Introduction: Although tobacco dependence treatment (TDT) is key to tobacco control, there continues to be a shortage of services in the Eastern Mediterranean Region (EMR). Barriers to offering services include the lack of training and education.
Aims: To create a network of healthcare providers (HCPs) capable of advancing TDT, King Hussein Cancer Center – the regional host for Global Bridges in the EMR – developed, implemented, and evaluated a regional TDT training programme.
Methods: The programme employed a predisposing–enabling–reinforcing framework, and utilised a combination of learning techniques. The evidence-informed curriculum aimed to influence knowledge, confidence, and competence, and the evaluation mechanism was aligned with these aims.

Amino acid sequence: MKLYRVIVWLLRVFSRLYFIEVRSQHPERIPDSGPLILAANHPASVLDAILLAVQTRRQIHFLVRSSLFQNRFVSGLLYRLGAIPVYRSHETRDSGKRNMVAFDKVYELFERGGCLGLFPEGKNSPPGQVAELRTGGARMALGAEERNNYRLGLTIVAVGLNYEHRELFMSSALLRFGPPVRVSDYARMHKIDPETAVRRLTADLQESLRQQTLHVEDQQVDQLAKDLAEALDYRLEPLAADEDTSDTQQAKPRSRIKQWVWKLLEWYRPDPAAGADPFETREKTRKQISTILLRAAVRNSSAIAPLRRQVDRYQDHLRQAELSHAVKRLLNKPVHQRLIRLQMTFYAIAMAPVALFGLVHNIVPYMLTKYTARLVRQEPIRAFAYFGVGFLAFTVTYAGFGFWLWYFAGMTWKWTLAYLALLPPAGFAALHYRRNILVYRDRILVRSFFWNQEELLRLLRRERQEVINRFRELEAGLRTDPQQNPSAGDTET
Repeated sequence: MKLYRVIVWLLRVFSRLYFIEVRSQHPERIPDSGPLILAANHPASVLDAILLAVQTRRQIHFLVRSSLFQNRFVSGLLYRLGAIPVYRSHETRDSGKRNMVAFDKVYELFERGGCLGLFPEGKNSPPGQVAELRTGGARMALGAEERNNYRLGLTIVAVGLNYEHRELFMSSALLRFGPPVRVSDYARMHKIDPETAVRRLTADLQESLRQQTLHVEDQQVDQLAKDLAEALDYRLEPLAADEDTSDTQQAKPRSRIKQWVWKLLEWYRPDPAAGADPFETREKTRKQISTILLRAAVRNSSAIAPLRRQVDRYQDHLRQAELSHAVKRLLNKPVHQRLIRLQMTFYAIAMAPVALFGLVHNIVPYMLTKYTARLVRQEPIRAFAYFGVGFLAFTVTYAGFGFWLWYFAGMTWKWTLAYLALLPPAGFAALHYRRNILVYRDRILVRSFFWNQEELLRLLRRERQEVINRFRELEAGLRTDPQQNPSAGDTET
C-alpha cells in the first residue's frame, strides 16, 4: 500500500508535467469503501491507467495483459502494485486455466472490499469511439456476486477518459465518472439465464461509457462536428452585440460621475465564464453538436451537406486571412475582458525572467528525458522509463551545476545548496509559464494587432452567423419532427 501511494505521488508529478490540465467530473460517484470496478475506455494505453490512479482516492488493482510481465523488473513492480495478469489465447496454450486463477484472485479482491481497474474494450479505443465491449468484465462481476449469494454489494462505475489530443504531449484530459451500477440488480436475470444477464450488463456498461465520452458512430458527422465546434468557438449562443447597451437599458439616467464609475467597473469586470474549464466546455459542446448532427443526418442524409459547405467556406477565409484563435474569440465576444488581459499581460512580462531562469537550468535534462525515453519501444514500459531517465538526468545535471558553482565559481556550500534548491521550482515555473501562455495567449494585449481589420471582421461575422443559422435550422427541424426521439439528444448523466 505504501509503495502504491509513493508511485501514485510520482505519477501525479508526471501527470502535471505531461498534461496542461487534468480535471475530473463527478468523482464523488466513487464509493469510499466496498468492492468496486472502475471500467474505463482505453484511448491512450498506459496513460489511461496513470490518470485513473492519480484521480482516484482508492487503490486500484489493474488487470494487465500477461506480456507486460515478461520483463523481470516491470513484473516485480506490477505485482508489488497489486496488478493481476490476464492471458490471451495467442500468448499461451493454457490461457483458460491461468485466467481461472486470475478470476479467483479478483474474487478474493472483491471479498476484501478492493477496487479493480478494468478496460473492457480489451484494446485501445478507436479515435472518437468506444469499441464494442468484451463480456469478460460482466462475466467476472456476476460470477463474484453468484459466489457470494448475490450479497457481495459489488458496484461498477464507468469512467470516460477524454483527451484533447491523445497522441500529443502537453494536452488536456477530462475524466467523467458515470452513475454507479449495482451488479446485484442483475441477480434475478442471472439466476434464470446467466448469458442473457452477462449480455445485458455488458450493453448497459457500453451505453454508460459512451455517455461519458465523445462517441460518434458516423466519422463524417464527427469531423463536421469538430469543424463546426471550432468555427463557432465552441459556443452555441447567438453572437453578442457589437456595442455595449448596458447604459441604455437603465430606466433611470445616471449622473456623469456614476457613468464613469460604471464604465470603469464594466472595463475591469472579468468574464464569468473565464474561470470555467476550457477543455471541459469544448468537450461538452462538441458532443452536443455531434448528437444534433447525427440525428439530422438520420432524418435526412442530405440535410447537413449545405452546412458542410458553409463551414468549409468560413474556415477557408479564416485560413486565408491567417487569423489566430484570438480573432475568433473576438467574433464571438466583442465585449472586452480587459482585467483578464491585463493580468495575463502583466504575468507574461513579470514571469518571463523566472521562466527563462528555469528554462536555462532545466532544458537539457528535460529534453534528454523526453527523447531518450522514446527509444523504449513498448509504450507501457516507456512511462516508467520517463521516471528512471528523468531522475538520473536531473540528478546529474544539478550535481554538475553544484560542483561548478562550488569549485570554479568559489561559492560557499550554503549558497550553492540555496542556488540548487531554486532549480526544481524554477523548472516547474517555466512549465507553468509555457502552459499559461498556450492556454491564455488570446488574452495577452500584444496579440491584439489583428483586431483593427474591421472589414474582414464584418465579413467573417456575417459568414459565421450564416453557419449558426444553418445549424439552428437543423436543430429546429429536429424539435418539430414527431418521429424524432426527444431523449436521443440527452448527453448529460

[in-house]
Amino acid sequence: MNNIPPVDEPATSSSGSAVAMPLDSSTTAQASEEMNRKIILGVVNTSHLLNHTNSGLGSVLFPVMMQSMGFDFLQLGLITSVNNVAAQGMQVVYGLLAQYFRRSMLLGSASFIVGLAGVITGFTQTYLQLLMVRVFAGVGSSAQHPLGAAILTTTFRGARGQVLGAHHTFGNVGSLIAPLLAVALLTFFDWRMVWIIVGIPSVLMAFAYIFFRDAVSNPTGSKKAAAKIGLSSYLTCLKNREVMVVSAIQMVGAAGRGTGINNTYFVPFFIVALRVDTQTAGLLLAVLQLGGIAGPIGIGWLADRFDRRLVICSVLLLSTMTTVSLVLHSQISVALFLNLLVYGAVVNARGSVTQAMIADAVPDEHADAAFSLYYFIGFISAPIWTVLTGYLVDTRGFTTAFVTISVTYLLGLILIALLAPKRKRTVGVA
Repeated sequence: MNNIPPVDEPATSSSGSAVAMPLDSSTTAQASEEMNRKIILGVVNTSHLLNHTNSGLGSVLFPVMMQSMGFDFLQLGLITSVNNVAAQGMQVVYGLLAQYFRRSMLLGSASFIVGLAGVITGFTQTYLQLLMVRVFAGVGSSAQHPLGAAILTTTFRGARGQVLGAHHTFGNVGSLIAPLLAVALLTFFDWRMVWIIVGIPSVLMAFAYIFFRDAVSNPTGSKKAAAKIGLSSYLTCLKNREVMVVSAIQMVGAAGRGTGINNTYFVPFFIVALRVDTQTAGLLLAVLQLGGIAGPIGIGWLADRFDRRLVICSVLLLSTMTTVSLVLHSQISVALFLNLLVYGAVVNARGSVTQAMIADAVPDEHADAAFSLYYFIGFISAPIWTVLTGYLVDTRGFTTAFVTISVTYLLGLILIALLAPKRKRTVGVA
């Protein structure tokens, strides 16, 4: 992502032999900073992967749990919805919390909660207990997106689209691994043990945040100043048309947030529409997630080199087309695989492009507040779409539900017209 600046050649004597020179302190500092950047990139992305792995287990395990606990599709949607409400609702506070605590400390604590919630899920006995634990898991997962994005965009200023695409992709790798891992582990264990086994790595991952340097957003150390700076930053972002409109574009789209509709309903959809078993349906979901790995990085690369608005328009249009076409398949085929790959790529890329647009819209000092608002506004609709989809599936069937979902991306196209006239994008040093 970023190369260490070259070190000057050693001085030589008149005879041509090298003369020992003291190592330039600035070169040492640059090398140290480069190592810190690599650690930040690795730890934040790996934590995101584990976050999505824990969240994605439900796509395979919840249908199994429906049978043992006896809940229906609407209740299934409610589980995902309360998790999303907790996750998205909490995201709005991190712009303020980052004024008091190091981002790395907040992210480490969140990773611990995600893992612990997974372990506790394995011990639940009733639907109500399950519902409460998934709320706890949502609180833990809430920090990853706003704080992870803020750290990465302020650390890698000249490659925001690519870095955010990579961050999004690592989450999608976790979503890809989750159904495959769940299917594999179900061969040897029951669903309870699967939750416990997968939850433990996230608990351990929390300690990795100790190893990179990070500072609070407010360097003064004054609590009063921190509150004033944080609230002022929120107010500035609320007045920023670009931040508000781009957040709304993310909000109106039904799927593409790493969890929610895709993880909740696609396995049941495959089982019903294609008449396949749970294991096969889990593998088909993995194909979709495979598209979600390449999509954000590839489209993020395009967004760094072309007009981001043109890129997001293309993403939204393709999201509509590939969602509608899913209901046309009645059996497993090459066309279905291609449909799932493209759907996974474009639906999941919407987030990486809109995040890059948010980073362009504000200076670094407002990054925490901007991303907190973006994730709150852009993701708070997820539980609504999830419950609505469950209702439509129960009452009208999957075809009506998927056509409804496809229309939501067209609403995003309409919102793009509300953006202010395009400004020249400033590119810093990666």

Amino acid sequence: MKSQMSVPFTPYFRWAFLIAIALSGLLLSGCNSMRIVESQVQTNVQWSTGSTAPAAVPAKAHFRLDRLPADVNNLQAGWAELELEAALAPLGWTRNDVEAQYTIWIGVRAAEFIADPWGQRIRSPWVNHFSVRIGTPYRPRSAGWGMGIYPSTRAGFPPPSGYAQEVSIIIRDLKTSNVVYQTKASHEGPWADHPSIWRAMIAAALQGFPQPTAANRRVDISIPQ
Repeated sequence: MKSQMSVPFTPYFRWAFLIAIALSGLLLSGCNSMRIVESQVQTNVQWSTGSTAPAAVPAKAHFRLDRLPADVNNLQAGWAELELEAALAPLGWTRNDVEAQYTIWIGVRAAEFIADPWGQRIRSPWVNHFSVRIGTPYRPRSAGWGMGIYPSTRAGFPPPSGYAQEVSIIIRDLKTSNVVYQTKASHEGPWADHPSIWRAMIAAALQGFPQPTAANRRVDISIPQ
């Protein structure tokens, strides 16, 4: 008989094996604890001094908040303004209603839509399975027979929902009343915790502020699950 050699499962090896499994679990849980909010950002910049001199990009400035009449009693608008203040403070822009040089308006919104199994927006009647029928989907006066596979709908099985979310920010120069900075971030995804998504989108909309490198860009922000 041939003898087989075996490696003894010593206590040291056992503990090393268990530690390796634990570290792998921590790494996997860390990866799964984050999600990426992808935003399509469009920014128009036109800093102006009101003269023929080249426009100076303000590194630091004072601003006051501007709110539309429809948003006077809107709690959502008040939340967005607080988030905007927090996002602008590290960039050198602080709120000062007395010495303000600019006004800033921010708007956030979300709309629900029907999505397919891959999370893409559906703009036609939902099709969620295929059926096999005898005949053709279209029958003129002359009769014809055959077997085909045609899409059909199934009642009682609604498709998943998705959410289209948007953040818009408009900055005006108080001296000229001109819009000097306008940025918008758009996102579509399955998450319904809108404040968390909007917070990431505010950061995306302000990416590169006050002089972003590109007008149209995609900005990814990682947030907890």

Results and discussion: Training produced a 37% and 23% gain in knowledge and TDT-specific competencies, respectively. The majority of participants reported that the workshops enhanced confidence, and 72% reported intentions for positive change. Participants rated the workshops highly, and anticipated value from joining Global Bridges network. Immediate outcomes indicate success in advancing participants’ self-efficacy and readiness to treat. Intentions for positive change may potentially be the first step in modifying practice.
Conclusion: Capacity building in TDT could be the first step in meeting the need for trained HCPs through positively influencing knowledge, confidence, competence, and intentions.